Updated: Here’s the list of people in Ontario eligible for COVID-19 vaccines in Phase 2

People aged 18 and older in hot spot areas will be eligible for vaccinations


April 7, 2021: This post was updated with new information from the Ontario Phase 2 eligibility list, which can be found here.

The former head of Ontario’s vaccination task force has said he hopes anyone who wants a vaccine and is eligible will receive their first doses by the first day of summer.

In the meantime, Phase 2 of Ontario’s vaccination rollout started today, April 7 at 8 am.

Premier Doug Ford said on Wednesday that people living in areas with the highest transmission rates will be prioritized as part of Phase 2, starting with the most at-risk regions in Toronto and Peel. Eligibility will expand to other hot spots based on transmission patterns.

“Mobile teams are being organized to administer vaccines in high-risk congregate settings, residential buildings, faith-based locations, and locations occupied by large employers in hot spot neighbourhoods to individuals aged 18 or over,” the government said in a statement. “Pop-up clinics will also be set-up in highly impacted neighborhoods, including at faith-based locations and community centres in those hot spots, in collaboration with public health units and community organizations within those communities.”

Starting next week, Ford said education workers who support students with special needs, as well as education workers in hot-spot areas in Toronto and Peel, will be eligible. As vaccine supply increases, Ford said eligibility will expand to other hot spots and all education workers as supply allows.

After announcing a new stay-at-home order and state of emergency, Ford said Ontario aims to vaccinate 40 per cent of adults over the next four weeks.

In Toronto, the age of eligibility is already down to 60 for city-run vaccination sites and down to 50 for hospital-run clinics in hot spot neighbourhoods. Starting on April 9, Toronto residents 50 and older in high-risk areas, identified postal codes, will be able to book appointments at city-run clinics, Mayor John Tory said on Wednesday.

The mayor also said Ontario Health Teams and mobile hospital clinics will take the vaccine to vulnerable residents in 111 hot-spot areas. People age 18 and older will be eligible in these neighbourhoods, identified by postal codes.

Outside of the hot spots, the timeline for eligibility will start with people in the “highest risk” categories and gradually include people in the “high risk” and “at risk” categories, but the province has only given ballpark dates for when eligibility will expand. For example, essential workers who do not live in COVID-19 hot spots will be eligible around mid-May, the province said.

Asked why those workers would have to wait until mid-May, Ford said on Tuesday that Ontario’s immediate priorities are elderly people who are not yet vaccinated under Phase 1, as well as essential workers in hot-spot regions, particularly workers for big companies like Amazon and in the manufacturing sector.

Barring further issues with vaccine supply, Phase 2 of the province’s vaccination rollout is scheduled to last until July. The government has updated the list of Ontario residents eligible for COVID-19 vaccines under Phase 2.

Here is the list:

Older adults

  • Adults aged 60 to 79, starting with those 75 to 79 and decreasing in five-year increments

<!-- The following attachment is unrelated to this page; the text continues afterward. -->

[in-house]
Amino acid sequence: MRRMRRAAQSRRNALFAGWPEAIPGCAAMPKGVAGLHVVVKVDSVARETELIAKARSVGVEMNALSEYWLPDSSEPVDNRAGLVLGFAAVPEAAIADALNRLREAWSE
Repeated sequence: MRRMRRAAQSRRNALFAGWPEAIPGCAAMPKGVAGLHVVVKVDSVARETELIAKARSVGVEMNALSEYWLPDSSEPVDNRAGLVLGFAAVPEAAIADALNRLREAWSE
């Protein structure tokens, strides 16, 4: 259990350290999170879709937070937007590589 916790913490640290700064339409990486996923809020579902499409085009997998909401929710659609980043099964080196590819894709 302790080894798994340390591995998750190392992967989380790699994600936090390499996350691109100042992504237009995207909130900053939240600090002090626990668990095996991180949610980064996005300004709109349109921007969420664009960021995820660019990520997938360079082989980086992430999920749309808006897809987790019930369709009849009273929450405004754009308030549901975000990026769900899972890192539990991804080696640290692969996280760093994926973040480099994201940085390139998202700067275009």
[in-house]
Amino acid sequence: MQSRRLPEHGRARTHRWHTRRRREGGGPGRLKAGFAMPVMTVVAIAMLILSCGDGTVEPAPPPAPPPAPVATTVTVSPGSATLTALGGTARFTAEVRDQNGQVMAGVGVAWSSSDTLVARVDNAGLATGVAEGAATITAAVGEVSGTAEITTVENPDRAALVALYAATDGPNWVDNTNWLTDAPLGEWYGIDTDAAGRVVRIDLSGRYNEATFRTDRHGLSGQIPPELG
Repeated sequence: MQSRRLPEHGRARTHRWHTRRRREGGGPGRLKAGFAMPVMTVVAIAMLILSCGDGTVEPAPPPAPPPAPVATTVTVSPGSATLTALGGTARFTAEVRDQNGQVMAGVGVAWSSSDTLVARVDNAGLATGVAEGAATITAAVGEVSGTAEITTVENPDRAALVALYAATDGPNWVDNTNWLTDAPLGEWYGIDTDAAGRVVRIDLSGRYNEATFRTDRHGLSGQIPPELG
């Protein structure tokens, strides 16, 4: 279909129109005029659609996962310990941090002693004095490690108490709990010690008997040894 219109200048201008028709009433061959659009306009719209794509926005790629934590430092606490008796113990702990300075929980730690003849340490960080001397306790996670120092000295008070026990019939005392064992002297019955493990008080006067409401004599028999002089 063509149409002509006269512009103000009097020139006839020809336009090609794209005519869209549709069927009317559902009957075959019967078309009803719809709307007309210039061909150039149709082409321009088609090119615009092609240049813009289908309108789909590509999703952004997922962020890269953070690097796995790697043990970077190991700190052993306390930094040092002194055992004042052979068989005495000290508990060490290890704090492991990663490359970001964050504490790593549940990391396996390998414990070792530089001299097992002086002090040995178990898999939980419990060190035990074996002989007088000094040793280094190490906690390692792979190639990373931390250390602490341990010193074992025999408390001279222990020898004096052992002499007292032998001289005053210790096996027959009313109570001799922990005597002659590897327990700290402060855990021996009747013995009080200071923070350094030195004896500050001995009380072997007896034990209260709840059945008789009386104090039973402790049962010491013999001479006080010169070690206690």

• Those turning 55 or older in 2021 are eligible for vaccination at participating pharmacies and primary care settings

Public health units determine age-based eligibility for their own community’s needs. This means eligible age groups may differ between regions.


Adults living in COVID-19covid 19 hot spot communities

  • Adults ages 50 and older (starting with older individuals and decreasing in age) living in hot spot communities where provincial and local data demonstrate historic and ongoing high rates of COVID-19covid 19, death and severe illness due to COVID-19covid 19
  • Black and other racialized communities
  • Hot spot communities have been identified in 13 public health units, including:
    • Durham Region Health Department
    • Halton Region Public Health
    • City of Hamilton Public Health Services
    • Niagara Region Public Health
    • Ottawa Public Health
    • Peel Public Health
    • Simcoe-Muskoka District Health Unit
    • Region of Waterloo Public Health and Emergency Services
    • Wellington-Dufferin Guelph Public Health
    • Windsor-Essex County Health Unit
    • York Region Public Health
    • Toronto Public Health
    • Southwestern Public Health

People who live and work in high-risk congregate settings

  • Supportive housing
  • Developmental services or intervenor and supported independent living
  • Emergency shelters for people experiencing homelessness
  • People experiencing homelessness not in shelters
  • Mental health and addictions congregate settings (for example, supportive housing, hospital psychiatric patients)
  • Homes for special care
  • Employer-provided living accommodations for temporary foreign agricultural workers
  • Adult correctional facilities
  • Violence against women (VAW) shelters and anti-human trafficking (AHT) residents
  • Children’s residential facilities
  • Youth justice facilities
  • Indigenous healing and wellness facilities
  • Bail beds and Indigenous bail beds
  • Provincial and demonstration schools

Caregivers in select congregate care settings

  • Developmental services
  • Mental health and addictions congregate settings
  • Homes for special care
  • Children’s residential facilities
  • Indigenous healing and wellness facilities

Individuals with health conditions and their caregivers

Highest risk
  • Organ transplant recipients
  • Hematopoietic stem cell transplant recipients
  • People with neurological diseases in which respiratory function may be compromised (for example, motor neuron disease, myasthenia gravis, multiple sclerosis)